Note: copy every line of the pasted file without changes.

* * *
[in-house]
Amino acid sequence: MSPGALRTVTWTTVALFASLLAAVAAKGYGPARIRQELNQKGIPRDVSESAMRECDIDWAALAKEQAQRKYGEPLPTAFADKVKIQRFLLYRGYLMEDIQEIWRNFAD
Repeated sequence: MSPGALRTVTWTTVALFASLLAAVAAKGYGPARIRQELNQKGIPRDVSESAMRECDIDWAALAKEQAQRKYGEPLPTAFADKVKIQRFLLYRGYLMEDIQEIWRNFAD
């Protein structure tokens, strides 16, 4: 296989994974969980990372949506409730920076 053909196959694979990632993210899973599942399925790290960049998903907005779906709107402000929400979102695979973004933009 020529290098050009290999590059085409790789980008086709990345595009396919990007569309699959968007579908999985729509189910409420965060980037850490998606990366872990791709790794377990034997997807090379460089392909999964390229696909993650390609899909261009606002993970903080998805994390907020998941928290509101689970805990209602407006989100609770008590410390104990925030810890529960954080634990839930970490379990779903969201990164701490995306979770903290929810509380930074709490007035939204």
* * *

[in-house]
Amino acid sequence: MSPGALRTVTWTTVALFASLLAAVAAKGYGPARIRQELNQKGIPRDVSESAMRECDIDWAALAKEQAQRKYGEPLPTAFADKVKIQRFLLYRGYLMEDIQEIWRNFAD
Repeated sequence: MSPGALRTVTWTTVALFASLLAAVAAKGYGPARIRQELNQKGIPRDVSESAMRECDIDWAALAKEQAQRKYGEPLPTAFADKVKIQRFLLYRGYLMEDIQEIWRNFAD
């Protein structure tokens, strides 16, 4: 296989994974969980990372949506409730920076 053909196959694979990632993210899973599942399925790290960049998903907005779906709107402000929400979102695979973004933009 020529290098050009290999590059085409790789980008086709990345595009396919990007569309699959968007579908999985729509189910409420965060980037850490998606990366872990791709790794377990034997997807090379460089392909999964390229696909993650390609899909261009606002993970903080998805994390907020998941928290509101689970805990209602407006989100609770008590410390104990925030810890529960954080634990839930970490379990779903969201990164701490995306979770903290929810509380930074709490007035939204």